Scientists have voted to change the definition of a kilogram after more than 100 years in a landmark decision.
Representatives from 60 countries voted in favour of measuring a kilogram by the Planck constant, ending decades of definition by a small piece of metal held in a vault in Paris.
Le Grand K, a small cylinder of titanium alloy, has set the standard since 1889. All the scales in the world are ultimately calibrated against it, even those weighing in pounds and ounces.
Although the mother of all kilograms has only been taken out of its protective case four times in the last century, it has lost atoms and therefore mass.
It amounts to just 20 billionths of a gram, about the weight of an eyelash, but those small changes are important to maintaining accuracy.
Martin Milton, director, International Bureau of Weights and Measures (BIPM) said: "The SI redefinition is a landmark moment in scientific progress.
"Using the fundamental constants we observe in nature as a foundation for important concepts such as mass and time means that we have a stable foundation from which to advance our scientific understanding, develop new technologies and address some of society's greatest challenges."
The changes will come into force on 20 May next year and also affect the ampere, the kelvin and the mole.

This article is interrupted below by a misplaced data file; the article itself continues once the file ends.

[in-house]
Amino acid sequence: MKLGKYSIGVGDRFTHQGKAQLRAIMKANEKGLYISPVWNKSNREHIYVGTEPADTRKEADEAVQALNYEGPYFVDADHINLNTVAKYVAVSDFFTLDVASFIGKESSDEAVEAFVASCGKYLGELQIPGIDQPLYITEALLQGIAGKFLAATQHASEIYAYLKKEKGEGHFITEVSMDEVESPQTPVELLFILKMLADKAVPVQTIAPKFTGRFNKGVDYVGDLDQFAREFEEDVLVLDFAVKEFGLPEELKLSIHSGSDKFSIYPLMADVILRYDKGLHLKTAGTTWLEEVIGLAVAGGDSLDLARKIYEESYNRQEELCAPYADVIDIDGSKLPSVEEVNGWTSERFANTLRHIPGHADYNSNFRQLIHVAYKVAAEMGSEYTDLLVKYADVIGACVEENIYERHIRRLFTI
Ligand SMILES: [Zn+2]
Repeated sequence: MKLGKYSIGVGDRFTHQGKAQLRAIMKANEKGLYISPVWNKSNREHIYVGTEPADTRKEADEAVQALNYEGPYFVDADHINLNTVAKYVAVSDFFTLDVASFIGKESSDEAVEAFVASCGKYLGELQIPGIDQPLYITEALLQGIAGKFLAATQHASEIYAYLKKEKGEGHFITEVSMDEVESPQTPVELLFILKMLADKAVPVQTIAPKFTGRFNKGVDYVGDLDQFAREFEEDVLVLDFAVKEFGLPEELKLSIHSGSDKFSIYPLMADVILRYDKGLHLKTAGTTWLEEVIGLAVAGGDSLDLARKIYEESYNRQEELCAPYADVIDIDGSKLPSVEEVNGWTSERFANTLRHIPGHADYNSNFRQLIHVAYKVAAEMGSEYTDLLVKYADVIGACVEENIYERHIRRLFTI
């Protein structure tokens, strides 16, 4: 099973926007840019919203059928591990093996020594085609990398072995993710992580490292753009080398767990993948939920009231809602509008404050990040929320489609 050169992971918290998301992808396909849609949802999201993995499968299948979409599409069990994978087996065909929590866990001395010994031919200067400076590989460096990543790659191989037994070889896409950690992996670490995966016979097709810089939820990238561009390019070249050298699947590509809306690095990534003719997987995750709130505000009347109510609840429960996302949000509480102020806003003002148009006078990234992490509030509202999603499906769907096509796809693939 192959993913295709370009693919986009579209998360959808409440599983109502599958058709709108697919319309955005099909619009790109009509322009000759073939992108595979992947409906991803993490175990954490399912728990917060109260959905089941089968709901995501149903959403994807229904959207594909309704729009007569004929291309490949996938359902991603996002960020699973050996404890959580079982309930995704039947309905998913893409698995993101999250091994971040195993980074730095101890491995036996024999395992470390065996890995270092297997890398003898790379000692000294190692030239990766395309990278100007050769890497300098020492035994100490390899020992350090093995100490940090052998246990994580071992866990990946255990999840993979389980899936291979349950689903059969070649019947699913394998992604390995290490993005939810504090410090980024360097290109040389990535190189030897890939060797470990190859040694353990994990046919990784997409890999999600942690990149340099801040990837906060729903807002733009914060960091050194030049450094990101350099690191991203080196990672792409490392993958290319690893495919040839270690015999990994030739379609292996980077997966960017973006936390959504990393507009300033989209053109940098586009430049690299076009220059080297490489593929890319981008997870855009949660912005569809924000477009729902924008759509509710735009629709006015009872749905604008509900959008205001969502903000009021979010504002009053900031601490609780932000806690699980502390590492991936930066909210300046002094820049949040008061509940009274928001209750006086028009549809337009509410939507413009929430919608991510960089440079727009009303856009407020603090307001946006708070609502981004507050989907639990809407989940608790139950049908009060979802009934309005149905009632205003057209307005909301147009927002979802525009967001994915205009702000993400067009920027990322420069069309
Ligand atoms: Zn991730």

The ampere will now be defined by the elementary electrical charge, the kelvin by the Boltzmann constant and the mole by by the Avogadro constant.
Britain has a copy of Le Grand K called Kilo 18, which it won in a lottery in 1889, and is stored at the National Physical Laboratory (NPL) in west London.
Stuart Davidson, a metrologist or weight scientist at NPL, is one of the trusted guardians.
"Once you get up to a few tens of tonnes - things like filling an aircraft with fuel - everything needs to be traceable back to a standard," he told Sky News earlier this week.
"The same is true when you get down to very small masses like a milligram - for example the active ingredients of pharmaceuticals.
"You like to know you are getting the right dose of drugs when you are given a prescription."
Other important standard units have already been updated.
The metre is no longer defined by a rod of metal, but by the distance light travels in a set, and very small, fraction of a second.
And a second is no longer defined by a fraction of the time it takes for the Earth to complete one rotation, which scientists now know varies, but by vibrations in a caesium atom.